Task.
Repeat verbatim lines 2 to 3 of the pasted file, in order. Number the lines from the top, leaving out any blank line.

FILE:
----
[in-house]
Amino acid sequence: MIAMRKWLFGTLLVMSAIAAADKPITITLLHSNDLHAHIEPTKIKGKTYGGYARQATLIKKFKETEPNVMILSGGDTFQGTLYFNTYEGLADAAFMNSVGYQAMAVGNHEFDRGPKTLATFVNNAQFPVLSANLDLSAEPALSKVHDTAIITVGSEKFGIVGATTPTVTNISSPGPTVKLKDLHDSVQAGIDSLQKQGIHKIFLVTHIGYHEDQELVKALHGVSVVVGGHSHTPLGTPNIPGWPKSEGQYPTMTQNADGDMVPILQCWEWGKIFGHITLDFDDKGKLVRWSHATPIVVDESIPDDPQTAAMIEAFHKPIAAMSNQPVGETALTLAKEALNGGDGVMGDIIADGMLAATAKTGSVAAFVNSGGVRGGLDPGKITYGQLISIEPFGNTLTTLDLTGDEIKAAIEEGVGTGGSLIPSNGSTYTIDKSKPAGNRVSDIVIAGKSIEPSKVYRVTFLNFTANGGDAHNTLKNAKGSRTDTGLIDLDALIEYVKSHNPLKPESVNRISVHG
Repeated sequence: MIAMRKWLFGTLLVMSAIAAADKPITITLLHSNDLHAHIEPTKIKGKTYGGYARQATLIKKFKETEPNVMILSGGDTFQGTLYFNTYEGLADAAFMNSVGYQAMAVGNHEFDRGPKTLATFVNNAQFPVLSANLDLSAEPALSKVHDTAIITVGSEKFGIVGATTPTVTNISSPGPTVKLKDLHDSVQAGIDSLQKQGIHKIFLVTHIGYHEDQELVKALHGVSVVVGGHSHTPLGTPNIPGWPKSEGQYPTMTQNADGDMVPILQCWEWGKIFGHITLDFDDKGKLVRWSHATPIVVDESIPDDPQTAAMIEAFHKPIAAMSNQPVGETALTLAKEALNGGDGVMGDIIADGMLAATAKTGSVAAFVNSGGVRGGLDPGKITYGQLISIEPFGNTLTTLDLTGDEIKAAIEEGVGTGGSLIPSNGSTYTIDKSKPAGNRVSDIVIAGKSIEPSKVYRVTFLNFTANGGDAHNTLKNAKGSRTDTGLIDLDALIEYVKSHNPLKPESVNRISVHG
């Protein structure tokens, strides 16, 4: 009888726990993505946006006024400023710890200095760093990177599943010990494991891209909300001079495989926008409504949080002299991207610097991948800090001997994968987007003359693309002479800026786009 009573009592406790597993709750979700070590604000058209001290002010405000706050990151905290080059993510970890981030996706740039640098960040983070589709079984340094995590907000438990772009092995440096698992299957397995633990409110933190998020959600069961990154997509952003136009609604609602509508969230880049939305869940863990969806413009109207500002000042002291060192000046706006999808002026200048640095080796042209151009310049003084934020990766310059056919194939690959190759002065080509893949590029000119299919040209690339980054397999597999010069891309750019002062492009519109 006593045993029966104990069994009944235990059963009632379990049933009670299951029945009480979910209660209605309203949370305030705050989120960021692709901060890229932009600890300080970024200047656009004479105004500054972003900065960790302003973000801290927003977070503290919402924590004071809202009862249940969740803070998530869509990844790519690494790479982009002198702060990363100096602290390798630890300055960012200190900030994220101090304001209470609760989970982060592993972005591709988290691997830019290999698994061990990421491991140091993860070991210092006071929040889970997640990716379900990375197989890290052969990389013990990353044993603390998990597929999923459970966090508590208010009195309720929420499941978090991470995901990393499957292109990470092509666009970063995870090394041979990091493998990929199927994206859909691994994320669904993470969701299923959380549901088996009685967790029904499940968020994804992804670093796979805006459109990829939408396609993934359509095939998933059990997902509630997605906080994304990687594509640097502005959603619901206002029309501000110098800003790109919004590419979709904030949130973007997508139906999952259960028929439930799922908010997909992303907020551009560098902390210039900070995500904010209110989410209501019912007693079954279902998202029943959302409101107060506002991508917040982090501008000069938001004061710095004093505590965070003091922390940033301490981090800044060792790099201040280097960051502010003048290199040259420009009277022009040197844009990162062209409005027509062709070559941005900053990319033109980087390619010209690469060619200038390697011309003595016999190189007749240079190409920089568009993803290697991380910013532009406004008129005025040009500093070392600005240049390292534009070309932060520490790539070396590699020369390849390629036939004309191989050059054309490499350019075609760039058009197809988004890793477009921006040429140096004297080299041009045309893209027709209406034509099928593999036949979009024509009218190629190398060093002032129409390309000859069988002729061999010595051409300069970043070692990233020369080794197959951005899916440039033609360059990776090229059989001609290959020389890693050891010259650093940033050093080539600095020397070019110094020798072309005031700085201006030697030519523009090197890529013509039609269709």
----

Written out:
Amino acid sequence: MIAMRKWLFGTLLVMSAIAAADKPITITLLHSNDLHAHIEPTKIKGKTYGGYARQATLIKKFKETEPNVMILSGGDTFQGTLYFNTYEGLADAAFMNSVGYQAMAVGNHEFDRGPKTLATFVNNAQFPVLSANLDLSAEPALSKVHDTAIITVGSEKFGIVGATTPTVTNISSPGPTVKLKDLHDSVQAGIDSLQKQGIHKIFLVTHIGYHEDQELVKALHGVSVVVGGHSHTPLGTPNIPGWPKSEGQYPTMTQNADGDMVPILQCWEWGKIFGHITLDFDDKGKLVRWSHATPIVVDESIPDDPQTAAMIEAFHKPIAAMSNQPVGETALTLAKEALNGGDGVMGDIIADGMLAATAKTGSVAAFVNSGGVRGGLDPGKITYGQLISIEPFGNTLTTLDLTGDEIKAAIEEGVGTGGSLIPSNGSTYTIDKSKPAGNRVSDIVIAGKSIEPSKVYRVTFLNFTANGGDAHNTLKNAKGSRTDTGLIDLDALIEYVKSHNPLKPESVNRISVHG
Repeated sequence: MIAMRKWLFGTLLVMSAIAAADKPITITLLHSNDLHAHIEPTKIKGKTYGGYARQATLIKKFKETEPNVMILSGGDTFQGTLYFNTYEGLADAAFMNSVGYQAMAVGNHEFDRGPKTLATFVNNAQFPVLSANLDLSAEPALSKVHDTAIITVGSEKFGIVGATTPTVTNISSPGPTVKLKDLHDSVQAGIDSLQKQGIHKIFLVTHIGYHEDQELVKALHGVSVVVGGHSHTPLGTPNIPGWPKSEGQYPTMTQNADGDMVPILQCWEWGKIFGHITLDFDDKGKLVRWSHATPIVVDESIPDDPQTAAMIEAFHKPIAAMSNQPVGETALTLAKEALNGGDGVMGDIIADGMLAATAKTGSVAAFVNSGGVRGGLDPGKITYGQLISIEPFGNTLTTLDLTGDEIKAAIEEGVGTGGSLIPSNGSTYTIDKSKPAGNRVSDIVIAGKSIEPSKVYRVTFLNFTANGGDAHNTLKNAKGSRTDTGLIDLDALIEYVKSHNPLKPESVNRISVHG